UK's The Pirbright Institute plays a role in DARPA's Safe Genes programme
Scientists at The Pirbright Institute were awarded $2.66 million as part of a research project led by Massachusetts Institute of Technology in DARPA's Safe Genes programme. The programme aims to gain a fundamental understanding of how gene editing technologies function, address potential health and security concerns relating to accidental or intentional misuse of the technology and determine how they can be used safely, responsibly and predictably for global benefit.
“Advances across biotechnology and bioscience are transforming our abilities to understand threats and challenges and creating new and innovative ways to address them. These advances will benefit all of us,” said Professor Melanie Welham, Chief Executive at the Biotechnology and Biological Sciences Research Council. “The UK’s Pirbright Institute has world leading expertise and is playing a key role in DARPA’s Safe Genes Programme, which strengthens international collaboration in order to deliver global benefits.”
Professor Luke Alphey will lead research at Pirbright into how ‘Daisy-drive’ gene drive techniques could be employed in populations of mosquitoes in a bid to control vector-borne diseases such as Zika and dengue. The work will focus on disease-transmitting mosquitoes, primarily Aedes aegypti and Culex quinquefasciatus, to build ‘Daisy-drive’ systems potentially able to suppress mosquito populations. Data from research in controlled lab populations will provide detailed risk assessments of any potential future use of ‘Daisy-drive’ genetically-engineered mosquitoes in the environment.
Professor Luke Alphey, Group leader of Arthropod Genetics at Pirbright: “Mosquito control is central to the control of mosquito-borne diseases such as dengue and Zika, but the methods currently available have limited impact and sustainability. Genetic methods can greatly improve on this and field trials of the first such methods have been extremely promising. This funding gives us a real opportunity to develop new variants that are more cost-effective and sustainable as well as being safe, local and reversible.”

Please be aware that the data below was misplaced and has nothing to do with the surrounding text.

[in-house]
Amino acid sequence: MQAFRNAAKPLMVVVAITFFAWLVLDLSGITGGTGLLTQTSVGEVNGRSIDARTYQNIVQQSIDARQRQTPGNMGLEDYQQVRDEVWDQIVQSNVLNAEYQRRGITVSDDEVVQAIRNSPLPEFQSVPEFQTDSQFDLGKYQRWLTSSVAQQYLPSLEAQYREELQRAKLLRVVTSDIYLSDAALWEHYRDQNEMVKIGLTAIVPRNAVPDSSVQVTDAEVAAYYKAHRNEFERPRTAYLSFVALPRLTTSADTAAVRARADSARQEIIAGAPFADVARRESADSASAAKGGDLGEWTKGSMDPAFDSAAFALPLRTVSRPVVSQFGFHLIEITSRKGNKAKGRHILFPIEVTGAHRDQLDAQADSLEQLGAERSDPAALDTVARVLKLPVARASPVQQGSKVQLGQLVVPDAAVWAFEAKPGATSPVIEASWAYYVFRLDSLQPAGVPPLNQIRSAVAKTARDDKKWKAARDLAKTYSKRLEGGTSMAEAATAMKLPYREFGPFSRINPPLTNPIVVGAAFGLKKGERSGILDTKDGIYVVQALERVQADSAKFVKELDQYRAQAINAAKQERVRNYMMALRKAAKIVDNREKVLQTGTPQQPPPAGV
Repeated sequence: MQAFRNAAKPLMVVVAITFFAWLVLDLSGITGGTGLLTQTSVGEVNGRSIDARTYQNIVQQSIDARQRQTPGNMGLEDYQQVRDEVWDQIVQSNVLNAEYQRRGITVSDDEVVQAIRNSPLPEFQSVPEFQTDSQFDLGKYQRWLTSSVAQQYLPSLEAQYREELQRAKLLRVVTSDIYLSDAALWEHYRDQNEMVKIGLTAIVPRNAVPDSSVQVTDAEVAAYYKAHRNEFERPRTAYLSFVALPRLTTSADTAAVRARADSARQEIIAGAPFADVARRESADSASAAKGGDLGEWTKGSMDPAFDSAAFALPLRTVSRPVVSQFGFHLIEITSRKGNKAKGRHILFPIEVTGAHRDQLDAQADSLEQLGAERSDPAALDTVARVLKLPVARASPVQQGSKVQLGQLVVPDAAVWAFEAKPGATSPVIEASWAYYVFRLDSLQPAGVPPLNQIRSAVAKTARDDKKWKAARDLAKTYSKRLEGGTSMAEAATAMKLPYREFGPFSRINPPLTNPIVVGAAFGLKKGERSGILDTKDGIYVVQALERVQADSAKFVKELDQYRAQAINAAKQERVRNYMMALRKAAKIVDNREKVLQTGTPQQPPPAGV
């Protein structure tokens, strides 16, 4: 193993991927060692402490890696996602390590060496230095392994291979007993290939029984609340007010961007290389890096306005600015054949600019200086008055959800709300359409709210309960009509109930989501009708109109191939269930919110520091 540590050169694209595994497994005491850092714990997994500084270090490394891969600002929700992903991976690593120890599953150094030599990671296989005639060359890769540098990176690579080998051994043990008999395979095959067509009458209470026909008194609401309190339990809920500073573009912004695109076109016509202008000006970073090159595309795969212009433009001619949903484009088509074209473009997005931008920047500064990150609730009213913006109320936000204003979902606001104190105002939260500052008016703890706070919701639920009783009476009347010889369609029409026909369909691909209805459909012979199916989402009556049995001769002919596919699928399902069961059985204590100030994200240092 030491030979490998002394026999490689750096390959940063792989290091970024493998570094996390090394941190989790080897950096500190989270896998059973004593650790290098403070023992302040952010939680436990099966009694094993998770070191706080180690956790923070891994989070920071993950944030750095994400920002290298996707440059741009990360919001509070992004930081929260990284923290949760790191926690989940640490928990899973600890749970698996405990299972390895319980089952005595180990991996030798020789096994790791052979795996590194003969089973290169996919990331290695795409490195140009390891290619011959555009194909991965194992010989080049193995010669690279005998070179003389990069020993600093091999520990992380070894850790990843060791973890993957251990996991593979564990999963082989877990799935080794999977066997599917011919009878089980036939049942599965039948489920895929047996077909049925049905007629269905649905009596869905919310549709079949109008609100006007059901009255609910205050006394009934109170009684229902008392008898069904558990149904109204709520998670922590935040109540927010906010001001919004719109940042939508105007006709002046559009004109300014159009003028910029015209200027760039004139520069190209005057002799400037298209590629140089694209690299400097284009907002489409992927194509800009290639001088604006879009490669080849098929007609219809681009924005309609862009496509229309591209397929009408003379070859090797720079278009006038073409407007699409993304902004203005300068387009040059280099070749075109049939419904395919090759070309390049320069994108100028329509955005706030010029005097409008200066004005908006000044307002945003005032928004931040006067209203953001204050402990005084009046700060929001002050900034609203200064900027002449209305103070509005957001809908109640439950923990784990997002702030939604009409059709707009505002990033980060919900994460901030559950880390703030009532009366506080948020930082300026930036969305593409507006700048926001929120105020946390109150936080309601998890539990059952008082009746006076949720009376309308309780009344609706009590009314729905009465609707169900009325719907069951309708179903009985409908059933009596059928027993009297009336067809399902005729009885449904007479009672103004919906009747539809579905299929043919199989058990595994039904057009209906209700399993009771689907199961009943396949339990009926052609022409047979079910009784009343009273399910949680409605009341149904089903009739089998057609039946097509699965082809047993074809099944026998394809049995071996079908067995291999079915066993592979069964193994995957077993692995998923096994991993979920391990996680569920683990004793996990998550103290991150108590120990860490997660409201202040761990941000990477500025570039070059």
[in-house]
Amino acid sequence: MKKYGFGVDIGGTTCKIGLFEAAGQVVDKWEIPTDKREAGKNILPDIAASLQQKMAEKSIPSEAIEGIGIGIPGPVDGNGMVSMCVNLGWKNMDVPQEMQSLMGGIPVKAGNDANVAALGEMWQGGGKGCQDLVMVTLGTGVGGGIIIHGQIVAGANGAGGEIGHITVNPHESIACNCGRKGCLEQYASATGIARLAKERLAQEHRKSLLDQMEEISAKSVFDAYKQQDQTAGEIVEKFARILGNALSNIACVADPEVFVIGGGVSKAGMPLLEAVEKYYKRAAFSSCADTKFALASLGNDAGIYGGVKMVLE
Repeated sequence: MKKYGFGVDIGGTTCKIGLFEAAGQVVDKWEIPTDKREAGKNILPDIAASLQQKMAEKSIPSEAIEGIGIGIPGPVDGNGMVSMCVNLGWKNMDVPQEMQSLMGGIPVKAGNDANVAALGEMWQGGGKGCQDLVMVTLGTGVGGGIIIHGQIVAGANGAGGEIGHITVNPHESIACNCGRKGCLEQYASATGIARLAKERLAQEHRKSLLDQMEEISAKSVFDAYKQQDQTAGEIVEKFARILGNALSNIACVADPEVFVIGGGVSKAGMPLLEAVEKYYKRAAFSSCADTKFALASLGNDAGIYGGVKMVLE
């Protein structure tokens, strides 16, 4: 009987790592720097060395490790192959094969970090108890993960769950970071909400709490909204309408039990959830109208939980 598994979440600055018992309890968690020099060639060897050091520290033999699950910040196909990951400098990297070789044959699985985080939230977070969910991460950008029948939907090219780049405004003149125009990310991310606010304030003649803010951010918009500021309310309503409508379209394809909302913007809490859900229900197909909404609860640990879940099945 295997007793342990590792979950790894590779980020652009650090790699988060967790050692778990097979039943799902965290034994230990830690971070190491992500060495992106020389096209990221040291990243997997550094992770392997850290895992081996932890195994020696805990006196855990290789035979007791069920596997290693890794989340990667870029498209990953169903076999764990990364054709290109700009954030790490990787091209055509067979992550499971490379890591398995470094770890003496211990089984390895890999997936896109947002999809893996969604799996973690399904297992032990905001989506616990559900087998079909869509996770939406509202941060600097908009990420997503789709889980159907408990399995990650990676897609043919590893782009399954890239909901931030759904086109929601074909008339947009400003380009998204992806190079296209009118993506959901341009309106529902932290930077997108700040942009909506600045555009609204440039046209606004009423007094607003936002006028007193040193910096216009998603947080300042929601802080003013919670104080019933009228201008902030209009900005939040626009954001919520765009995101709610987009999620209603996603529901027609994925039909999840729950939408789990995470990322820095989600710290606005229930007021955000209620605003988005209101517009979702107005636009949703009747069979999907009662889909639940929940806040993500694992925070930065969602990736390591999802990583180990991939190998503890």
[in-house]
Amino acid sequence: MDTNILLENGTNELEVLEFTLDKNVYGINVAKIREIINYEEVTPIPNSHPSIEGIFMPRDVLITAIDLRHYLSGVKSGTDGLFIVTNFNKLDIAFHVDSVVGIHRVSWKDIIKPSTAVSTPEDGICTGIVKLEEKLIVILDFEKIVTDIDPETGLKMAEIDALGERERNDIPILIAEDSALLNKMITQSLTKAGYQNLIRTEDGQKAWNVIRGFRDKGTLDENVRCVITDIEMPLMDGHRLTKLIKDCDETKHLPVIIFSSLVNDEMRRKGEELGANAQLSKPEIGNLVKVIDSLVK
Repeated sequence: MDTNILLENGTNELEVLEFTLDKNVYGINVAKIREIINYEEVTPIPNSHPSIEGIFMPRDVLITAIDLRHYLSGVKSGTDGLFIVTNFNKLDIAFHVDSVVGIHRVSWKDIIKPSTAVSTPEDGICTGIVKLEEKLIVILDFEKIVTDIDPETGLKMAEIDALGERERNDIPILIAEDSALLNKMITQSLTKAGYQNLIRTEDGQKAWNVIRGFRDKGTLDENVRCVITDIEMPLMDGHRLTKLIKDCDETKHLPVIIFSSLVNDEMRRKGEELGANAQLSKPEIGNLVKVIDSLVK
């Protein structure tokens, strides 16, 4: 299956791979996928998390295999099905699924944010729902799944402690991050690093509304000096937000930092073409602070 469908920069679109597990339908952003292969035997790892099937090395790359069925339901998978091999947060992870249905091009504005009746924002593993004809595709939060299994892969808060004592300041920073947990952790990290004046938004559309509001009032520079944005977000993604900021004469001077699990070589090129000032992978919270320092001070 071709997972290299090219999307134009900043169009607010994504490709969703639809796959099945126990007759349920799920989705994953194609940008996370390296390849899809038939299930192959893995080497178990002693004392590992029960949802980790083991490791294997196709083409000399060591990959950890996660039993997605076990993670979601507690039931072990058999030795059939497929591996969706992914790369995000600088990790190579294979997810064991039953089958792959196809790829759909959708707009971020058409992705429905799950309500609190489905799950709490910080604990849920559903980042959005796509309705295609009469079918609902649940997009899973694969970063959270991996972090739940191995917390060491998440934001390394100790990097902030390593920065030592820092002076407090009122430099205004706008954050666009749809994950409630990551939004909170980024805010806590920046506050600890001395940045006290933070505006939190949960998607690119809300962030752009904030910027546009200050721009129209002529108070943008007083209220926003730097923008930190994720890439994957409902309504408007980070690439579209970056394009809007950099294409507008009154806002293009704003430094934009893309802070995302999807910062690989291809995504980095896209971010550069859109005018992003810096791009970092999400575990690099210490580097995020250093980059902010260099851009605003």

Gene drive systems operate by influencing inheritance so the drive system is inherited at an increased rate. This allows the frequency of a gene drive in a population to increase, even without conferring a fitness advantage. Two main uses for gene drive systems have been proposed - to suppress harmful pest populations, or to make them less harmful, for example by spreading a gene making a mosquito less able to transmit a particular virus.
Attempts to make gene drive systems began decades ago; new developments in genetic technology, especially CRISPR/Cas9, have made several designs much more feasible. Standard gene-drive systems based on CRISPR/Cas9 may potentially be highly invasive if released into the environment and could continue spreading until they have affected most or all populations of the target species.
In some cases this may be desirable, but where the modification or suppression of a target population needs to be controlled and reversible, ‘Daisy-drive’ technology potentially provides a solution. ‘Daisy-drive’ is the next generation gene drive system which is local and self-exhausting, meaning there are built in limitations which prevent genetically-engineered changes spreading beyond a pre-determined geographic area, and also allowing populations to eventually return to their original state.
Understanding insect genetics and exploring synthetic biological solutions illustrates BBSRC’s commitment to advance knowledge and technology to meet real-world problems. Pest insects can cause massive damage to agriculture, livestock and human health; several research projects to understand and reduce this damage are currently underway using BBSRC-funded Pirbright facilities.
Notes to editors
The Safe Genes team involves an international team of collaborators researching a range of applications of 'Daisy-drive' technology over the course of the programme with up to four years of funding through the Massachusetts Institute of Technology. They will build mathematical models of gene editing systems and cage-trial them in insects and other species to test hypotheses and feed results back to fine-tune parameters. The project will not include environmental release. As well as laboratory research, another major component comprises stakeholder engagement, enabling insights and feedback from stakeholders to inform ongoing and future regulatory research in this area.
For more information see:
- Defense Advanced Research Projects Agency: Safe Genes
- Defense Advanced Research Projects Agency: Building the Safe Genes toolkit
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